jennilin Wed 13-Nov-19 19:22:26

Bras for children and adult fashion for children is inappropriate . let children enjoy their childhood . It's too short as it is

Callistemon Wed 13-Nov-19 19:17:47

Yes, I agree Luckygirl but tavimama mentioned pre-puberty girls who have just started Y3.

I hope my nearly 8 year old DGD will not be that self-conscious about herself.

Callistemon Wed 13-Nov-19 19:14:38

M0nica I realise some girls may start to develop at 7 but it is very rare.
I was responding to tavimama's post where she specified Y3 girls and boys.

Luckygirl Wed 13-Nov-19 19:10:07

I think we need to remember how important it is to adolescent girls to be like their peers.

I was a really skinny lass (please note the WAS!) and all my friends had bras - I was the odd one out. I was desperate to have a bra like all my friends. My Mum was very unsympathetic to this and it took a lot of persuasion for her to give in.

I made sure that all 3 of my DDs were listened to and the appropriate garment produced as wanted. I did not think of it in a sexual way, but just wanted them to be able to hold their head up amongst their peers.

Saggi Wed 13-Nov-19 19:08:19

Should be stopped.... it’s promoting child sexuality! Disgraceful!

Hetty58 Wed 13-Nov-19 18:46:09

My very thin and entirely flat chested (9 yr old) gd says she has to wear a bra top - because all her friends do!

Tedber Wed 13-Nov-19 18:38:09

I haven't seen any of the bras in question but assuming they aren't on the lines of 'Wonder bras' each to their own.

I was trying to think back to my first bra or indeed my daughters' first ones and I can't remember! I think I was more interested in wearing sheer stockings before my mum thought I was old enough and I went and bought a suspender belt with my pocket money. I can remember that vividly! mum wasn't happy at all and when I grew up and imagined having daughters... I wondered at what age THEY would demand to wear stockings, and what age I would think it appropriate! Of course it never happened because in meantime tights came in and actually NON of my daughters wanted to wear sheer tights or stockings - and still don't lol.

I don't think it is a huge issue t.b.h.

M0nica Wed 13-Nov-19 17:56:06

Callistemon, it is no different from girls and boys wearing underpants to conceal their genitals. Female breasts are part of a woman's sexual apparatus, once they start to develop it is best if they are covered in the way genitals are.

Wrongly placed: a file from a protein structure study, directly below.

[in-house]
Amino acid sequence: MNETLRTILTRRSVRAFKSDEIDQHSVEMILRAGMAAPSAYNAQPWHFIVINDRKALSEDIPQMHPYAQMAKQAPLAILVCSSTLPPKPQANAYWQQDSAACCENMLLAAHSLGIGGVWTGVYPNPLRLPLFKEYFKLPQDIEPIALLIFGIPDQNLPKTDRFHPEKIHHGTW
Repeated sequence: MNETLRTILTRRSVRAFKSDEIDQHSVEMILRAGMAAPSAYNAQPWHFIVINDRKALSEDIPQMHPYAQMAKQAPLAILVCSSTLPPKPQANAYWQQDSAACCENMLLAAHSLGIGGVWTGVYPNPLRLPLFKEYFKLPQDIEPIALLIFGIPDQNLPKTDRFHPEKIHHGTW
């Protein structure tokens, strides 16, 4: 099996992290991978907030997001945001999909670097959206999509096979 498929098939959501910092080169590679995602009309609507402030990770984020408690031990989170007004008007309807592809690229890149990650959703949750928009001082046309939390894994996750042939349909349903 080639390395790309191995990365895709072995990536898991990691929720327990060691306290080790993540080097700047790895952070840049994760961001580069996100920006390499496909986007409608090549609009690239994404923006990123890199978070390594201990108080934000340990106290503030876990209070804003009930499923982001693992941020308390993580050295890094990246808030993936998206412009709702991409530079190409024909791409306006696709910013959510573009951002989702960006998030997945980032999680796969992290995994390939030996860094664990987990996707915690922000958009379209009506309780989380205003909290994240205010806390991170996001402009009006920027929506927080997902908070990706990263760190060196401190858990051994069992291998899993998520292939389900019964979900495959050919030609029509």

I know in principal we should all be able walk naked down the street without fear. In the same way we should be able to go on holiday with all our valuables on display in the front window and the front door left open, but the fact of the matter is, by doing that we are offering too much opportunity to those less well intentioned and I think there is a happy point between being recklessly trusting and obsessively protective. I think that point is reached when girls who have reached an age where there breasts are beginning to develop. At that point they should wear some kind of light underwear top.

CBBL Wed 13-Nov-19 17:26:37

At 11 I had a 34 18 34 figure and was sent home with a note saying that I should be provided with a bra (girls wore vests for PE in those days). My mother cobbled together (cutting and sewing) one of her own! I was mortified! I bought my own bra's once I left school and earned a wage. Until then, it was make do as best you can. I did my best to avoid all sports and exercise for as long as possible. I volunteered for example to run round the outside of the playing field or running track, claiming that I had not brought my kit, or was unwell, as often as possible. This only changed when I went to a school which had hot showers (unheard of in our house!).

Callistemon Wed 13-Nov-19 17:19:39

But that is putting the onus on girls to 'dress modestly' at a young age when they should, at 7, be carefree and unselfconscious about their bodies.

It's rather like saying boys/men cannot control themselves therefore women must cover themselves up.

The boys should have been reprimanded and told their behaviour was totally inappropriate.

They should be taught at a young age to respect each other.

tavimama Wed 13-Nov-19 17:09:25

As Mum to twin girls, both of whom were developing at a different rate (and still are), those tiny bras were a godsend.

As they went into junior school, they were taught the 'facts of life' from age 7 - leading to lots of immature behaviour from little boys when the children were changing for PE (all in the same classroom).

I tracked down some little bras in Tesco - and within one week all the girls in school had them.

Nothing wrong with preserving modesty - they grow up so quickly these days that, sadly, these things are almost a necessity.